LONDON, August 25 /PRNewswire/ — As the global phenomenon of blogging continues to sweep the USA and Europe, online resourcing firm Eazyrecruit is advising both employers and their staff to guard against the potential pitfalls of keeping an online diary.
The warning follows a number of high profile blogging cases both here and in the UK, in which employees were sacked for disparaging their employers on the internet. American flight attendant Ellen Simonetti was famously fired for posting a picture of herself in her uniform on her fictitious ‘diary’ page, while more recently, a bookstore employee, Joe Gordon received his marching orders for complaining about his boss on his personal weblog. With cases like these becoming increasingly common, we can expect to see more and more bloggers paying for their right to free speech with their jobs.
However, as Richard Annington, CEO at Eazyrecruit explains, it’s not just the employees that suffer as a result of their online indiscretions: these types of disputes can prove to be costly and difficult for employers too.
He explains: “As blogging disputes continue to dominate the headlines, it’s not surprising that employers are becoming increasingly worried about incurring the wrath of a disgruntled employee with an online axe to grind. Furthermore, because blogging is a relatively new phenomenon, many businesses aren’t sure what can be done to guard against it.”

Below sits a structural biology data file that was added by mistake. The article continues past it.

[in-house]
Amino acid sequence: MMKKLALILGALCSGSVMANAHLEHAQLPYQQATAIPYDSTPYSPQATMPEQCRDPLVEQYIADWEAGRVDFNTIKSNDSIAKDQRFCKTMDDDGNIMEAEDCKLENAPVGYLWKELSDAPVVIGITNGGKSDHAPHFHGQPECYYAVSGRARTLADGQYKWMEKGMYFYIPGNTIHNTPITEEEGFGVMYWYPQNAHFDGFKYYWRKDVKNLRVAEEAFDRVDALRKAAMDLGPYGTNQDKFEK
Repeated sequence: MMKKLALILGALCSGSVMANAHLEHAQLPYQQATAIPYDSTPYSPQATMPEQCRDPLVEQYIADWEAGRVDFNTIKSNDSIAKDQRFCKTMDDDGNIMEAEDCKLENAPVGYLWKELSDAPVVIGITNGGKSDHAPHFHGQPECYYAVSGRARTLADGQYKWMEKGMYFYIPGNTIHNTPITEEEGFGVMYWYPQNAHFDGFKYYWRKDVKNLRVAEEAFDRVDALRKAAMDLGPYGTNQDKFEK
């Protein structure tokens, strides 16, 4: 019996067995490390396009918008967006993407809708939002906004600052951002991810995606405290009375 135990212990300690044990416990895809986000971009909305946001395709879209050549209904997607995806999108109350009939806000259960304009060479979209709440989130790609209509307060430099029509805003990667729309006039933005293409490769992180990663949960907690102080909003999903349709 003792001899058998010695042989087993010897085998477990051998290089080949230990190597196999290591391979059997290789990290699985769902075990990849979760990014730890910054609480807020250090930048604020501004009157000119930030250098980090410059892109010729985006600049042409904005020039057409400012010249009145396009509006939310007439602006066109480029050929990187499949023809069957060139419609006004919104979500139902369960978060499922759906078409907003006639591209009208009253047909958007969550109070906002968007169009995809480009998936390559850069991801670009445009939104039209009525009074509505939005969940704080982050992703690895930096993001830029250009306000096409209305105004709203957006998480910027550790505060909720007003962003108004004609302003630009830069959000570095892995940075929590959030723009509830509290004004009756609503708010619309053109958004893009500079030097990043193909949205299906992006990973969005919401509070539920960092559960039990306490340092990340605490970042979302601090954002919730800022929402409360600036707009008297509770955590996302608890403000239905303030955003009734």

According to Eazyrecruit, it is possible to bring a defamation claim against an employee – but this is an expensive and uncertain process. A much more simple and effective method is to update your company’s internet policy.
Richard continues: “There’s no need to put an outright ban on employees keeping online weblogs – after all, what they do in their spare time is up to them. However, it’s perfectly reasonable to introduce a clause in your existing internet usage policy which stipulates that employees who maintain a personal website or online diary cannot use it to make comments about their employer.”
This will make it clear from the outset what will and will not be tolerated. More importantly from the employers’ perspective, if the policy is breached then internal disciplinary proceedings can be initiated without the need for an expensive court case and adverse publicity.
Richard concludes: “Taking precautions before a potentially problematic situation arises is the best solution all round. Employees need to know where they stand and employers should be explicit about what is acceptable behaviour.
“In an incredibly short space of time, blogging has gone from being virtually unheard of to one of the buzzwords of the moment. As the global population becomes increasingly internet literate, we can expect blogging to become a staple method of communication. Businesses which ignore this fact do so at their peril.”
Notes to editors
Eazyrecruit is an online resourcing firm which works with organizations to reduce their cost per hire and eliminate their need to use recruiters, print advertising and job boards to hire staff.
Published Aug. 25, 2009
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